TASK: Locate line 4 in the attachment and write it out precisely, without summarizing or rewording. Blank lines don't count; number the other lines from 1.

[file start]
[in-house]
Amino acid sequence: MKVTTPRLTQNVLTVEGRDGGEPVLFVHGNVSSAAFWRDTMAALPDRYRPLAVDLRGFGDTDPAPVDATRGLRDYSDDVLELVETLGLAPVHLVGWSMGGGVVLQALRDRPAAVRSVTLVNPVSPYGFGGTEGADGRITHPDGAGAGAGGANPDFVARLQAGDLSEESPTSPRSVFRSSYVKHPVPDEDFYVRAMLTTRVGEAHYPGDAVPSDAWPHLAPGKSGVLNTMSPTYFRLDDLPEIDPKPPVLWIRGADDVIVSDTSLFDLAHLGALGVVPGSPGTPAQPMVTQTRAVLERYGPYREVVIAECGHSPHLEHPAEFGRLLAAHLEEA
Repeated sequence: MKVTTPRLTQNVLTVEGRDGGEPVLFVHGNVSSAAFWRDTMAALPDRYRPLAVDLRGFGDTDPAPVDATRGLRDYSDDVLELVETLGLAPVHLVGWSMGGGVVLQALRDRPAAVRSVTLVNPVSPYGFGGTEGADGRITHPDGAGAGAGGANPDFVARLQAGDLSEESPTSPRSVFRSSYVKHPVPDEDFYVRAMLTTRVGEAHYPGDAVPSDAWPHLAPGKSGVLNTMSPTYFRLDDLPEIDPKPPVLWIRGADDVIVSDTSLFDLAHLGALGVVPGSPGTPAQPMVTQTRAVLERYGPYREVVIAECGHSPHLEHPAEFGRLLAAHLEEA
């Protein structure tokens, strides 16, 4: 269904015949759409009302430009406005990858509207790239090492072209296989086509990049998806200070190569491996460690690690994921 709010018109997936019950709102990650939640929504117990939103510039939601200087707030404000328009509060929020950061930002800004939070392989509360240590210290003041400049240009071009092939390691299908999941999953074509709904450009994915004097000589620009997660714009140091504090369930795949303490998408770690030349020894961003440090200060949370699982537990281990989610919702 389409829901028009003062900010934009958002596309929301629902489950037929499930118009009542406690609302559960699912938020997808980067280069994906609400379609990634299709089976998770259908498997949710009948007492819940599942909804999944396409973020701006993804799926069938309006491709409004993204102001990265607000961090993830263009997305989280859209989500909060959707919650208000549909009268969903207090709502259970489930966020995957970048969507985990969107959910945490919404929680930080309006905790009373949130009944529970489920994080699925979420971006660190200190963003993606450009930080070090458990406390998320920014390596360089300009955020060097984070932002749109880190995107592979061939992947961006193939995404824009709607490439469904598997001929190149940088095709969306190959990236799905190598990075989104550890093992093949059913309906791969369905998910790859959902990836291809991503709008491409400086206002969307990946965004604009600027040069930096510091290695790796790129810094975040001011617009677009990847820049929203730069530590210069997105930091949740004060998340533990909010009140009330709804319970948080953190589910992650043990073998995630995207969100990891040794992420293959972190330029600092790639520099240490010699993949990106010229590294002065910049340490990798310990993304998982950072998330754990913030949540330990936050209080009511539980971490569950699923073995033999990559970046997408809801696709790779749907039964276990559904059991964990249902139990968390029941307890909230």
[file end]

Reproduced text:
């Protein structure tokens, strides 16, 4: 269904015949759409009302430009406005990858509207790239090492072209296989086509990049998806200070190569491996460690690690994921 709010018109997936019950709102990650939640929504117990939103510039939601200087707030404000328009509060929020950061930002800004939070392989509360240590210290003041400049240009071009092939390691299908999941999953074509709904450009994915004097000589620009997660714009140091504090369930795949303490998408770690030349020894961003440090200060949370699982537990281990989610919702 389409829901028009003062900010934009958002596309929301629902489950037929499930118009009542406690609302559960699912938020997808980067280069994906609400379609990634299709089976998770259908498997949710009948007492819940599942909804999944396409973020701006993804799926069938309006491709409004993204102001990265607000961090993830263009997305989280859209989500909060959707919650208000549909009268969903207090709502259970489930966020995957970048969507985990969107959910945490919404929680930080309006905790009373949130009944529970489920994080699925979420971006660190200190963003993606450009930080070090458990406390998320920014390596360089300009955020060097984070932002749109880190995107592979061939992947961006193939995404824009709607490439469904598997001929190149940088095709969306190959990236799905190598990075989104550890093992093949059913309906791969369905998910790859959902990836291809991503709008491409400086206002969307990946965004604009600027040069930096510091290695790796790129810094975040001011617009677009990847820049929203730069530590210069997105930091949740004060998340533990909010009140009330709804319970948080953190589910992650043990073998995630995207969100990891040794992420293959972190330029600092790639520099240490010699993949990106010229590294002065910049340490990798310990993304998982950072998330754990913030949540330990936050209080009511539980971490569950699923073995033999990559970046997408809801696709790779749907039964276990559904059991964990249902139990968390029941307890909230």